Star Trek VI: The Undiscovered Country (1992) – J.M. Dillard

This week’s Trek novel is the film adaptation of the last big screen voyage of the crew of The Original Series, J.M. Dillard adapts the screenplay and fills it out with some additional character building scenes which add some nice depth to the events that unfold.

Captain James T. Kirk and the majority of his command staff are drawing near retirement, the U.S.S. Enterprise is on her final journeys before being decommissioned, and the crew are all trying to deal with their imminent separation. Kirk has plans for what is to come afterwards, he’s reconnected with Carol Marcus, the mother of his late son, David, and they plan to pursue a life together when he has ended his time with Starfleet.

But rising tensions between the Federation and the Klingon Empire are causing hatred, prejudice, and the threat of war to be greater then ever before. With the potential for conflict heightened by the disappearance of the Organians who had originally enforced a shaky peace between the two.

A series of attacks on Federation worlds, supposedly by a Klingon attack force escalates thing, and brings Kirk’s own anger to the fore when Carol is injured. As the galaxy teeters, Kirk and the crew are assigned one last mission. It seems the Klingon Empire has suffered a devastating loss of resources, one of their moons, Praxis, exploded, and they are now with the help of their chancellor, Gorkon, and the Federation envoy, Spock, moving towards peace.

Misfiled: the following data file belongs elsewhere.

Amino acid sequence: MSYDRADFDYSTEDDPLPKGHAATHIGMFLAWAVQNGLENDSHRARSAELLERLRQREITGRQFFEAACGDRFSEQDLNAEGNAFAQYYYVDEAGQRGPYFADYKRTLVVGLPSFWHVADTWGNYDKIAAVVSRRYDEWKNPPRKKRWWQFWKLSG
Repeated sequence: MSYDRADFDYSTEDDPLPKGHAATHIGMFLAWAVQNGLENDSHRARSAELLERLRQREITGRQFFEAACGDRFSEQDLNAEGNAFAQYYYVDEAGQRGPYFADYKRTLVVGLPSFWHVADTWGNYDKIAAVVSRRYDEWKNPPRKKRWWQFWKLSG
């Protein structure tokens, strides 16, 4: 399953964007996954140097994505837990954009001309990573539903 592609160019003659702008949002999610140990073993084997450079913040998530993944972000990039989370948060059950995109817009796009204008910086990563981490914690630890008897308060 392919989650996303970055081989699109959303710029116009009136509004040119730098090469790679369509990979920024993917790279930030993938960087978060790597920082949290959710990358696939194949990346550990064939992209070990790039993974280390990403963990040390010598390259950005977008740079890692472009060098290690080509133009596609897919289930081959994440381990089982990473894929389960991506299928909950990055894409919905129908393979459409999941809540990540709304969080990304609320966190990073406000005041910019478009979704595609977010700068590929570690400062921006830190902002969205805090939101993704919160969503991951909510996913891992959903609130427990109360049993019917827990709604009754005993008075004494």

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Kirk and company, who are less than thrilled with their assignment, are ordered to escort Gorkon and his party to the peace summit, but when Gorkon’s ship is attacked and the chancellor assassinated, Captain Kirk and Dr. McCoy are arrested and put on trial.

Spock, and the crew of the Enterprise must find the truth, uncovering a conspiracy that breaches borders and species, and save Kirk and McCoy, and possibly galactic peace.

As a film, Trek VI was a perfect way to send off the crew, readers know, however, that the adventures, of some sort will continue, so some of the book’s final moments could have been tailored to recognise that, though I’m not quite sure how.

I did like that the book filled out scenes, and added some subplots, including one with Gorkon’s daughter, Azetbur, who assumes his position, following his death, as well as the Kirk/Carol story. And with the look inside the character’s minds as opposed to just having actor’s performances, we get to learn a little bit more about character history, intentions and real feelings, something which makes the Spock/Valeris mind meld a little better, as opposed to the way it seemed onscreen.

The only real issue I had with the Carol Marcus story is that because it didn’t make it into the film, the next film, Generations, can disregard it and give Kirk a whole new girlfriend, sure it’s in the Nexus, but whatever.

I quite enjoyed this read, and though the live action adventures came to a conclusion here, the Human Adventure continues with the theatre of the mind as I delve deeper into the PocketBook Star Trek series.

Boldly go…

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